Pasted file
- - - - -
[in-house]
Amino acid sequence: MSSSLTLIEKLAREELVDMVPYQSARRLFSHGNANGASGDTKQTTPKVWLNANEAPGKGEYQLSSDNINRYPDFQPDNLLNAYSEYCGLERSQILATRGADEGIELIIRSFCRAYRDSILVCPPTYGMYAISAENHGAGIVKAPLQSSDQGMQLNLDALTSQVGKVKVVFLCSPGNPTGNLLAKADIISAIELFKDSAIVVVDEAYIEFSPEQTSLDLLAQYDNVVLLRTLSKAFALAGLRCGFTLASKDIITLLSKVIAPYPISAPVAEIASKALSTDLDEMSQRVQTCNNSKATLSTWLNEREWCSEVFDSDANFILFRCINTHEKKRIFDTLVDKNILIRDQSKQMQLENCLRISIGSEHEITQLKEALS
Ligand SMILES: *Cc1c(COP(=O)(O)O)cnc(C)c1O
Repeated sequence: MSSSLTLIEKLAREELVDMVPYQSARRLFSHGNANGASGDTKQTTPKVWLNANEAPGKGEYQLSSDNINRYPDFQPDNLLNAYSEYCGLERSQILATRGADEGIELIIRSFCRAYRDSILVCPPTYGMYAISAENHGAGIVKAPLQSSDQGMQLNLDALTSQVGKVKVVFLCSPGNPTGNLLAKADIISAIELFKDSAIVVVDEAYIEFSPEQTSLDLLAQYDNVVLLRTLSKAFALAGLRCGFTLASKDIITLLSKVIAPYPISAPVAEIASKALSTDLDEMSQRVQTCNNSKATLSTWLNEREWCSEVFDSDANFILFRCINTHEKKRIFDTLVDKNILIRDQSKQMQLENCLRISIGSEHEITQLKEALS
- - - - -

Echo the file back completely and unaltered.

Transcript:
[in-house]
Amino acid sequence: MSSSLTLIEKLAREELVDMVPYQSARRLFSHGNANGASGDTKQTTPKVWLNANEAPGKGEYQLSSDNINRYPDFQPDNLLNAYSEYCGLERSQILATRGADEGIELIIRSFCRAYRDSILVCPPTYGMYAISAENHGAGIVKAPLQSSDQGMQLNLDALTSQVGKVKVVFLCSPGNPTGNLLAKADIISAIELFKDSAIVVVDEAYIEFSPEQTSLDLLAQYDNVVLLRTLSKAFALAGLRCGFTLASKDIITLLSKVIAPYPISAPVAEIASKALSTDLDEMSQRVQTCNNSKATLSTWLNEREWCSEVFDSDANFILFRCINTHEKKRIFDTLVDKNILIRDQSKQMQLENCLRISIGSEHEITQLKEALS
Ligand SMILES: *Cc1c(COP(=O)(O)O)cnc(C)c1O
Repeated sequence: MSSSLTLIEKLAREELVDMVPYQSARRLFSHGNANGASGDTKQTTPKVWLNANEAPGKGEYQLSSDNINRYPDFQPDNLLNAYSEYCGLERSQILATRGADEGIELIIRSFCRAYRDSILVCPPTYGMYAISAENHGAGIVKAPLQSSDQGMQLNLDALTSQVGKVKVVFLCSPGNPTGNLLAKADIISAIELFKDSAIVVVDEAYIEFSPEQTSLDLLAQYDNVVLLRTLSKAFALAGLRCGFTLASKDIITLLSKVIAPYPISAPVAEIASKALSTDLDEMSQRVQTCNNSKATLSTWLNEREWCSEVFDSDANFILFRCINTHEKKRIFDTLVDKNILIRDQSKQMQLENCLRISIGSEHEITQLKEALS